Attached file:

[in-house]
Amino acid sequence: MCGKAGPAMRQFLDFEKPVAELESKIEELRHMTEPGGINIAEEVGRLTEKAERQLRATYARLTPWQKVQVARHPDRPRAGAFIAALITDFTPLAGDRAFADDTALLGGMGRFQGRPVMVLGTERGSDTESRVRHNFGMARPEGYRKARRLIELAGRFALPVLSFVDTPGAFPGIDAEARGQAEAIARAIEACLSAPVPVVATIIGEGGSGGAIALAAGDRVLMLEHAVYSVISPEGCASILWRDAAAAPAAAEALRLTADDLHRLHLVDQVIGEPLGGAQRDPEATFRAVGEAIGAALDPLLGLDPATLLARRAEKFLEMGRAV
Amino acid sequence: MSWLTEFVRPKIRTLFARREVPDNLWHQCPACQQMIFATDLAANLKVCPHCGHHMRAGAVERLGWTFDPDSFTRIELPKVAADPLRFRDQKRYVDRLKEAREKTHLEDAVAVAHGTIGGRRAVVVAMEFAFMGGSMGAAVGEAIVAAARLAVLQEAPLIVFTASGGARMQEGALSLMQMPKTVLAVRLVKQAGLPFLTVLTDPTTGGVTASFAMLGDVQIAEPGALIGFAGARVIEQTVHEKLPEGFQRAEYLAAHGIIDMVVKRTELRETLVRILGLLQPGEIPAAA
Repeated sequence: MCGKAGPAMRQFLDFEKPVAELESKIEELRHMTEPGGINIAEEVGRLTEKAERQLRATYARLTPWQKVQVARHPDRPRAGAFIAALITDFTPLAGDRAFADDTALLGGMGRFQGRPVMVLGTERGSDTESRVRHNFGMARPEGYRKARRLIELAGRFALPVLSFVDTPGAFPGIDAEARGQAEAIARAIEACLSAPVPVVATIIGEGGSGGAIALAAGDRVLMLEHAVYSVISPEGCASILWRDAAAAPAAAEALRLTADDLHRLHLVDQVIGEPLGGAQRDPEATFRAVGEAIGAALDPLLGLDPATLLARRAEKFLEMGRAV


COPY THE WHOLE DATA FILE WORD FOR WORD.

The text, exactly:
[in-house]
Amino acid sequence: MCGKAGPAMRQFLDFEKPVAELESKIEELRHMTEPGGINIAEEVGRLTEKAERQLRATYARLTPWQKVQVARHPDRPRAGAFIAALITDFTPLAGDRAFADDTALLGGMGRFQGRPVMVLGTERGSDTESRVRHNFGMARPEGYRKARRLIELAGRFALPVLSFVDTPGAFPGIDAEARGQAEAIARAIEACLSAPVPVVATIIGEGGSGGAIALAAGDRVLMLEHAVYSVISPEGCASILWRDAAAAPAAAEALRLTADDLHRLHLVDQVIGEPLGGAQRDPEATFRAVGEAIGAALDPLLGLDPATLLARRAEKFLEMGRAV
Amino acid sequence: MSWLTEFVRPKIRTLFARREVPDNLWHQCPACQQMIFATDLAANLKVCPHCGHHMRAGAVERLGWTFDPDSFTRIELPKVAADPLRFRDQKRYVDRLKEAREKTHLEDAVAVAHGTIGGRRAVVVAMEFAFMGGSMGAAVGEAIVAAARLAVLQEAPLIVFTASGGARMQEGALSLMQMPKTVLAVRLVKQAGLPFLTVLTDPTTGGVTASFAMLGDVQIAEPGALIGFAGARVIEQTVHEKLPEGFQRAEYLAAHGIIDMVVKRTELRETLVRILGLLQPGEIPAAA
Repeated sequence: MCGKAGPAMRQFLDFEKPVAELESKIEELRHMTEPGGINIAEEVGRLTEKAERQLRATYARLTPWQKVQVARHPDRPRAGAFIAALITDFTPLAGDRAFADDTALLGGMGRFQGRPVMVLGTERGSDTESRVRHNFGMARPEGYRKARRLIELAGRFALPVLSFVDTPGAFPGIDAEARGQAEAIARAIEACLSAPVPVVATIIGEGGSGGAIALAAGDRVLMLEHAVYSVISPEGCASILWRDAAAAPAAAEALRLTADDLHRLHLVDQVIGEPLGGAQRDPEATFRAVGEAIGAALDPLLGLDPATLLARRAEKFLEMGRAV